Blue Cross Blue Shield Data Breach Investigated
Connecticut's attorney general is looking for tougher protection for healthcare providers after records, which could be useful to identity thieves, were lost.
Connecticut Attorney General Richard Blumenthal is investigating Blue Cross Blue Shield's loss of confidential information, including tax identification and Social Security numbers, for 800,000 healthcare providers nationwide.
The attorney general is also seeking additional identity theft protection for affected doctors, therapists, and other professionals, according to a statement from the attorney general issued last week.
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Blue Cross Blue Shield and its affiliates "may have violated state law by losing the information and failing to notify providers in a timely manner," the AG said. The companies are offering professionals one year of identity theft protection, but Blumenthal said the measures ere "inadequate and unacceptable," demanding at least two years of protection.
Anthem Blue Cross and Blue Shield, one of the targeted companies, said it will extend credit monitoring to two years for affected providers.
The companies lost the information when a laptop was stolen Aug. 25. The computer held information on the companies' providers nationwide, including names, addresses, tax identification and provider numbers, and some Social Security numbers. The theft affected providers nationwide, but the Connecticut AG is investigating on behalf of 18,817 of its Connecticut health care providers.
Blue Cross Blue Shield and its related companies Anthem and Empire failed to inform health care providers until late last month, the AG said
"We are vigorously investigating this appalling data loss, needlessly exposing more than 18,000 Connecticut doctors and professionals to devastating identity theft," Blumenthal said in a statement. "Failing to promptly notify providers of the breach is inexcusable -- and a possible violation of state law. Waiting two months left providers severely at risk -- needlessly and irresponsibly exposing them to financial mayhem."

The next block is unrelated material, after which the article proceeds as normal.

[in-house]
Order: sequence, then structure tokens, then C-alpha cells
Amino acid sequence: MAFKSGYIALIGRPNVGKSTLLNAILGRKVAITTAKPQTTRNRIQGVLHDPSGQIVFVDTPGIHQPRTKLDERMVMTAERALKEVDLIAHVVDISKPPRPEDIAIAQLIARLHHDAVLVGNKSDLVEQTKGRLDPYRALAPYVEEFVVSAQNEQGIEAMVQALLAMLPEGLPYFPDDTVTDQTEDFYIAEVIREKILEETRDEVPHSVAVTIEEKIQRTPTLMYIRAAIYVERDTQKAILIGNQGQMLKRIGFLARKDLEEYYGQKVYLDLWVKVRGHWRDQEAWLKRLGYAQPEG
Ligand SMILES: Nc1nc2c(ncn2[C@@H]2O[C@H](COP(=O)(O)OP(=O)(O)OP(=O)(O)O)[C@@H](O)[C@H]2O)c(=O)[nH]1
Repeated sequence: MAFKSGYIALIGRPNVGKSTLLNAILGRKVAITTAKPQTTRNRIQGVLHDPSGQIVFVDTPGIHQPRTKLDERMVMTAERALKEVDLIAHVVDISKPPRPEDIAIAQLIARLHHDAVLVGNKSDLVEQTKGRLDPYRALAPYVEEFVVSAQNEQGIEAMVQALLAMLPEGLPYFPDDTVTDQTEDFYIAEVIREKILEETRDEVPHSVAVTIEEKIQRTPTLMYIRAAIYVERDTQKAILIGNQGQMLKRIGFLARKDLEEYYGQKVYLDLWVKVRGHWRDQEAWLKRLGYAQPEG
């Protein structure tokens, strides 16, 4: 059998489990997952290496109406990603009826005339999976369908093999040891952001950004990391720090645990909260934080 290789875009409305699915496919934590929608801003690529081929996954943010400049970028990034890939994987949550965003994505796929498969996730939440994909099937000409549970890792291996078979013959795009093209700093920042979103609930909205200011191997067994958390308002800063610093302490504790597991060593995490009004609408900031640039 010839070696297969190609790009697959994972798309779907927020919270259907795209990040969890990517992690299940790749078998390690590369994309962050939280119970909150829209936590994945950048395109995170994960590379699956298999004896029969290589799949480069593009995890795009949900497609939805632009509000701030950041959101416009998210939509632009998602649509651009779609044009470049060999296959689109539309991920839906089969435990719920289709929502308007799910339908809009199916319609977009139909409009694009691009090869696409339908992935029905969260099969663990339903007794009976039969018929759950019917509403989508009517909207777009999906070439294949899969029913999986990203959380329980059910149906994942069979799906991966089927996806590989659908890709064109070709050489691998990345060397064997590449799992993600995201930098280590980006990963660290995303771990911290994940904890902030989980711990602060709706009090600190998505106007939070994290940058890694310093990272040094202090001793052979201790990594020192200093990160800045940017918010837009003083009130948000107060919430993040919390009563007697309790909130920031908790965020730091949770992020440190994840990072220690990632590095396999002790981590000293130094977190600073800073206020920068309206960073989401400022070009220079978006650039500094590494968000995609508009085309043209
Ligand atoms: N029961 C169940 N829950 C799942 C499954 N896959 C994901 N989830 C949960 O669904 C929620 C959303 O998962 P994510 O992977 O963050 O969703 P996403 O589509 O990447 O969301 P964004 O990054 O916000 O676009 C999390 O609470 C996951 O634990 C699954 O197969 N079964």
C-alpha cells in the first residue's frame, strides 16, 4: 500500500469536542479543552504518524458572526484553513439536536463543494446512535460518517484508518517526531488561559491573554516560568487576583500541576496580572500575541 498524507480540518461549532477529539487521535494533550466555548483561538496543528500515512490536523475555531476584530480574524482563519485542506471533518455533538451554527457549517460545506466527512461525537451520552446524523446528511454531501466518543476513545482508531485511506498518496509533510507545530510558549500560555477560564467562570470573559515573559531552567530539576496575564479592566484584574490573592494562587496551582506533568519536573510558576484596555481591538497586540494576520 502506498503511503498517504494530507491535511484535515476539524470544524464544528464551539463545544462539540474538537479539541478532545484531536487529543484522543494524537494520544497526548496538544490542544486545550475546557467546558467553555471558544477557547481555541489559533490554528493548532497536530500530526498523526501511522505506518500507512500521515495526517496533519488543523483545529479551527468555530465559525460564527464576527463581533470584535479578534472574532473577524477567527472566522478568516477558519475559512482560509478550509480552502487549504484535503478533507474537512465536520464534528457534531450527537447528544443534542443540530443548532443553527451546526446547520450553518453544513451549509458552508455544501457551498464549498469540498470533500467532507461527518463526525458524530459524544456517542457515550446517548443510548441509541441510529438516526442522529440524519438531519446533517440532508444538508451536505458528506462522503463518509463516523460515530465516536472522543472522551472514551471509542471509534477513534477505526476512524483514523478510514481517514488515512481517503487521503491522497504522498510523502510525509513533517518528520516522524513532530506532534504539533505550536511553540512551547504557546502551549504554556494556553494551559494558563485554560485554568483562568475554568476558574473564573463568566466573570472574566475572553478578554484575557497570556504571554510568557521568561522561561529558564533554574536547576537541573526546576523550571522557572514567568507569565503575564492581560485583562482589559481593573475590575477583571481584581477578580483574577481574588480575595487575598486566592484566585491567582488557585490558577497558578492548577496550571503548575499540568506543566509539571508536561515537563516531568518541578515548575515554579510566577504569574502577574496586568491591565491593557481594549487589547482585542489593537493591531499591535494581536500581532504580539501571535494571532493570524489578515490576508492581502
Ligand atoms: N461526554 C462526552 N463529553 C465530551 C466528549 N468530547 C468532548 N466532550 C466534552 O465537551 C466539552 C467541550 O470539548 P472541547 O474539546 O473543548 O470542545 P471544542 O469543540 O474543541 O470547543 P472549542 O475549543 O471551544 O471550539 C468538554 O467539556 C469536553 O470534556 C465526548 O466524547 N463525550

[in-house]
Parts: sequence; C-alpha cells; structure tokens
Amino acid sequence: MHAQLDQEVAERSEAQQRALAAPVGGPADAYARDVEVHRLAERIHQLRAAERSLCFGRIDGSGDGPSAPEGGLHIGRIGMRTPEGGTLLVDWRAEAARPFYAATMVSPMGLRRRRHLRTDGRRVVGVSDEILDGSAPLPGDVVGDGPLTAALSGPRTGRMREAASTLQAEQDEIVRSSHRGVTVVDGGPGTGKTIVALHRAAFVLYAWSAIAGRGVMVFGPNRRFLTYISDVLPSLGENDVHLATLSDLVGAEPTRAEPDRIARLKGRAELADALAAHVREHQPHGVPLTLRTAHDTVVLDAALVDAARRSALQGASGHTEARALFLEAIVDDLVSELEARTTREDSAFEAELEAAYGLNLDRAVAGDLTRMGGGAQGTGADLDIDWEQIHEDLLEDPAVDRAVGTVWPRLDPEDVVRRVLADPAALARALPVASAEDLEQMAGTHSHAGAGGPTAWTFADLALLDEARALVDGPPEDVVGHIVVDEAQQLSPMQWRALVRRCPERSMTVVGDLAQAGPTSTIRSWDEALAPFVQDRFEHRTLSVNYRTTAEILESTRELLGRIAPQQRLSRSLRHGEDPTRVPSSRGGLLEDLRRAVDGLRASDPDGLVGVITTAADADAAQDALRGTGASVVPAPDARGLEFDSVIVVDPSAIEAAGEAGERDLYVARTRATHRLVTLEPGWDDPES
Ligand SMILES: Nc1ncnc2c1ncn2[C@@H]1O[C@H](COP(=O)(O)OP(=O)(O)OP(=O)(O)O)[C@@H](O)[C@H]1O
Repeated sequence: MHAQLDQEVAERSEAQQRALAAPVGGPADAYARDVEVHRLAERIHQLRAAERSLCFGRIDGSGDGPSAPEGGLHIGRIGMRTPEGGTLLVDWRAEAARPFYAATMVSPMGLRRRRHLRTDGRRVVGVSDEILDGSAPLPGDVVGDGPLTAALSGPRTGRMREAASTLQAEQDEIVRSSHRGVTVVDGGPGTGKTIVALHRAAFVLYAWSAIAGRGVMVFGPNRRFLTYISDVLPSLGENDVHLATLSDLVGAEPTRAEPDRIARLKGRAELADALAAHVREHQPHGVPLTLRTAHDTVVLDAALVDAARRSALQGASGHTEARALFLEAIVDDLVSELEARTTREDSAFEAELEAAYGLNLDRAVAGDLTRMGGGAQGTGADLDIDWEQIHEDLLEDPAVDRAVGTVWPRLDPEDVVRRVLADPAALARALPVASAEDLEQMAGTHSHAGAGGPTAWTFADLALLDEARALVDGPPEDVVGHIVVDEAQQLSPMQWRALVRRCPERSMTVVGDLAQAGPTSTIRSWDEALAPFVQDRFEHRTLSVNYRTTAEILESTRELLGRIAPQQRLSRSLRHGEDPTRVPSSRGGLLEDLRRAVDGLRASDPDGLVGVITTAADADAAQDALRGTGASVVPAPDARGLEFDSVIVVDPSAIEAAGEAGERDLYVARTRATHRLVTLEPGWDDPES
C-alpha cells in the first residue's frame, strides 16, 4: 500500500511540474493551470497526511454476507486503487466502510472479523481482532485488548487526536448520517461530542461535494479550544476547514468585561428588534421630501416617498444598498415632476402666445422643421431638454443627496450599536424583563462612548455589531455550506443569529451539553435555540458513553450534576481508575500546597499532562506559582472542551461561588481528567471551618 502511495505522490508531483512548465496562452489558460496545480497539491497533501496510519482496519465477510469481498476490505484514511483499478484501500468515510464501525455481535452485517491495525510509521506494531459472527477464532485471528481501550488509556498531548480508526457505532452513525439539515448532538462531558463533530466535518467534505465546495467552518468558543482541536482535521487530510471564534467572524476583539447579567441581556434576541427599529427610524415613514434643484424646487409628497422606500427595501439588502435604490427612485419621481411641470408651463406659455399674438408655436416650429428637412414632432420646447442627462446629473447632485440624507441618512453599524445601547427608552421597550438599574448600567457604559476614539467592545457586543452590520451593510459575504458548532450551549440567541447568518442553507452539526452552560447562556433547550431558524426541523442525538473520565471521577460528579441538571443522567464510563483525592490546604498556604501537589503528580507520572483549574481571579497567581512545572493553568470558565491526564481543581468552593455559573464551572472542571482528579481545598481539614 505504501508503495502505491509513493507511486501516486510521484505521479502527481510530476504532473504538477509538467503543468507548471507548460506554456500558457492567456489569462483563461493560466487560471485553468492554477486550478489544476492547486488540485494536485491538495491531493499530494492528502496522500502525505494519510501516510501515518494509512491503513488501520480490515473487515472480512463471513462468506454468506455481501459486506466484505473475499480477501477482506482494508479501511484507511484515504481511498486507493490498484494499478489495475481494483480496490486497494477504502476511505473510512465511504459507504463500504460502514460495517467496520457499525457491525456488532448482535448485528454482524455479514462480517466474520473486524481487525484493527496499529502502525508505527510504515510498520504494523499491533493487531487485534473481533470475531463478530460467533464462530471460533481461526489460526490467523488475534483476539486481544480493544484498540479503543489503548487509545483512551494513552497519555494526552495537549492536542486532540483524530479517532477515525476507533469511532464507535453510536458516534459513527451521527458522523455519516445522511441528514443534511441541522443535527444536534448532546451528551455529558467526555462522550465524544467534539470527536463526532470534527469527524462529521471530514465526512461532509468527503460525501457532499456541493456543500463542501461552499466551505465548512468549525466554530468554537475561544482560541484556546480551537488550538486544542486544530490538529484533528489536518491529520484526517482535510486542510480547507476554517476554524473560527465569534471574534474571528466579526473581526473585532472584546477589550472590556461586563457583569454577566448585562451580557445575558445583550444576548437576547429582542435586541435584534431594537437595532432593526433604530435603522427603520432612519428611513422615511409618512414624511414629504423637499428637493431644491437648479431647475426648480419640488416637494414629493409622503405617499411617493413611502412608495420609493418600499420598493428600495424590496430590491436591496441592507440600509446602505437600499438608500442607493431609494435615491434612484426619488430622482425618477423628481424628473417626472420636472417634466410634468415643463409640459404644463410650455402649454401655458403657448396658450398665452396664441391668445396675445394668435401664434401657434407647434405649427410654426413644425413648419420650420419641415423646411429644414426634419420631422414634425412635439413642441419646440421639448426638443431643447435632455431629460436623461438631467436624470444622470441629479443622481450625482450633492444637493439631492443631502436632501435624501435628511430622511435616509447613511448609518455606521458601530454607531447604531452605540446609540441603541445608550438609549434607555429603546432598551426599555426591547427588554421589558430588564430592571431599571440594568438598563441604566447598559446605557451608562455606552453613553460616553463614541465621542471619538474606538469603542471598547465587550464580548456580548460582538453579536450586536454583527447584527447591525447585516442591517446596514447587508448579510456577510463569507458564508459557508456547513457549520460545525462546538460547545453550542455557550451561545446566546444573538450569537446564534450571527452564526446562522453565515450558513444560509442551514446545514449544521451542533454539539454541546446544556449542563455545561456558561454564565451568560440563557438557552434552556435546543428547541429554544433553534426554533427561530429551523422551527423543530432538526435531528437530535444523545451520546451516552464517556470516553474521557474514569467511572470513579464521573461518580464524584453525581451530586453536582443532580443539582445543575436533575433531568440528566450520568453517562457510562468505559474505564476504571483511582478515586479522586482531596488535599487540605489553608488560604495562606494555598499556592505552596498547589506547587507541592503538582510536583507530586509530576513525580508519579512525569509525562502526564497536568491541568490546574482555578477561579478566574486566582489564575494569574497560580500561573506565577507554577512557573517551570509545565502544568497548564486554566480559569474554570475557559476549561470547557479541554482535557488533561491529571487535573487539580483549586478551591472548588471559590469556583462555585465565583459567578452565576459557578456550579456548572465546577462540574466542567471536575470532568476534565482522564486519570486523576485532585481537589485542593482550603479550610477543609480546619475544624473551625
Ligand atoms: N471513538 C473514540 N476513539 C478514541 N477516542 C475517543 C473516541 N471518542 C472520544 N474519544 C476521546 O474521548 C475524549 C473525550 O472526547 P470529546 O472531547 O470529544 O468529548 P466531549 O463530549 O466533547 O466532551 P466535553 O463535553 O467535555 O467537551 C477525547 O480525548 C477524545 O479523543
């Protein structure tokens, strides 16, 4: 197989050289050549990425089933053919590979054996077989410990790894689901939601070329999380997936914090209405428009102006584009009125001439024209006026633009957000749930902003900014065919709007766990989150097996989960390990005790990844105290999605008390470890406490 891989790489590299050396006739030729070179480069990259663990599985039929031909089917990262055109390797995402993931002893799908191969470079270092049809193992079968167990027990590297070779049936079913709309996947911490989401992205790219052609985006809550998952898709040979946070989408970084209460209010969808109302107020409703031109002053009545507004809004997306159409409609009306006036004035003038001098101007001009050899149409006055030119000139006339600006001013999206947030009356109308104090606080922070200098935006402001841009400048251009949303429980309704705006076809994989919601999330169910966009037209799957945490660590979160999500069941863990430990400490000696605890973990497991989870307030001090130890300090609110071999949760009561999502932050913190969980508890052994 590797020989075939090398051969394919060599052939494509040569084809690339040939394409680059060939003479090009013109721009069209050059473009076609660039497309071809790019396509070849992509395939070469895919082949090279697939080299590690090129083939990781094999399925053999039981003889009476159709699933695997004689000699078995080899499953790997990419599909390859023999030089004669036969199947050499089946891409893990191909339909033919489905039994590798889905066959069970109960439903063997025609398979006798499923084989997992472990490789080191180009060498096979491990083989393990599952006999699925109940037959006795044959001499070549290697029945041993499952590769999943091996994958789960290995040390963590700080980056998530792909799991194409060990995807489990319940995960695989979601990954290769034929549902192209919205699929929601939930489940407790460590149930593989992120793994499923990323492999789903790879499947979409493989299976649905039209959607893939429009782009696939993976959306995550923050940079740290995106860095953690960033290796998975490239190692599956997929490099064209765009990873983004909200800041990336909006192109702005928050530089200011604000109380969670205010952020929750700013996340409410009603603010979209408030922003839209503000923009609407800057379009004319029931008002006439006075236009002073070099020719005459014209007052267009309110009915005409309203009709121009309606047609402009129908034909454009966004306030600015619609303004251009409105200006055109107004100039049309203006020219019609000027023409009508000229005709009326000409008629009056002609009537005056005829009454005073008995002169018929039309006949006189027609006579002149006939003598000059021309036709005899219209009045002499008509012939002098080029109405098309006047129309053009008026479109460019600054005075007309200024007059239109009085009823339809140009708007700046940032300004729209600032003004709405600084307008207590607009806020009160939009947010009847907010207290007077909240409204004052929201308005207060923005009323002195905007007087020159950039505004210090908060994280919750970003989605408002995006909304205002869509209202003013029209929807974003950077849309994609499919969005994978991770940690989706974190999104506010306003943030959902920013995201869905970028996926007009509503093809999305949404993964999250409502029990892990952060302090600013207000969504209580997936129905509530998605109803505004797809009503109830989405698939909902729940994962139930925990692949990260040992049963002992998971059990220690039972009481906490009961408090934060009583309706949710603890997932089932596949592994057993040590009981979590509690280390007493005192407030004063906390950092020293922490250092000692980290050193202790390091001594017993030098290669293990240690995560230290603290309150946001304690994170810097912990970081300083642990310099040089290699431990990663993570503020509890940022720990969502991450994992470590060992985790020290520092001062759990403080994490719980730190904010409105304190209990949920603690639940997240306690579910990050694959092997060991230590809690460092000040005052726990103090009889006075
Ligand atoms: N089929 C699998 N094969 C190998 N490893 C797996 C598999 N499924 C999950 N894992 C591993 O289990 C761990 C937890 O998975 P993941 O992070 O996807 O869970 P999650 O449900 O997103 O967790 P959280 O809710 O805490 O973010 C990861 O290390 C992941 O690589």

Blumenthal added, "My office demands a full accounting from Blue Cross Blue Shield -- healthcare providers affected, details of the loss, protections for professionals, policies and procedures for data loss and other information. State laws mandate that companies fully secure sensitive personal information and quickly disclose breaches -- laws the companies may have broken."
Healthcare providers can protect themselves by asking the three major credit rating agencies to place a free "fraud alert" on their credit reports, the AG's office said. The companies are: Equifax - 1-800-525-6285; Experian - 1-888-397-3742; TransUnion - 1-800-680-7289. Healthcare providers can also have major credit rating agencies freeze their credit, preventing new credit from being taken out in their names without express authorizations, in writing by certified mail. Credit bureaus charge $10 to freeze and $12 to temporarily un-freeze credit. The AG will seek reimbursement for those fees.
The national Blue Cross Blue Shield Association "moved swiftly to address this unfortunate and rare occurrence," company spokesman Jeff Smokler said in e-mail. "Within days of discovering the security breach, the Blue Cross and Blue Shield Association began the in-depth process of notifying our 39 independent licensees and identifying which of their providers were impacted and how. We take very seriously the Attorney General's comments and continue to work to rectify the situation."
Anthem Blue Cross and Blue Shield "takes very seriously its obligation to protect the personal information of members and providers," the company said in an e-mailed statement.
"[W]e believe we acted with all due diligence in order to minimize unnecessary delay of our notice to providers," the company said. "Letters were mailed only after we determined who may have been impacted so as to minimize unnecessary confusion and alarm. In addition, credit monitoring arrangements were made for approximately 18,000 providers, credit monitoring subscription codes were entered into each provider notice letter and customer service and provider representatives were trained so that provider calls could be handled accurately.
Anthem added: "It is important to note that no medical information or Protected Health Information (PHI) was contained in the data. For some providers, their Social Security Number (SSN) was listed in the Tax Identification Number (TIN) data field of the data file, but it was not identified as the provider's SSN. The information on the laptop was limited to professional providers.
"All indications are that this was a random theft. Two other vehicles in the same vicinity were broken into that night as well and the theft was reported to the Chicago Police Department."
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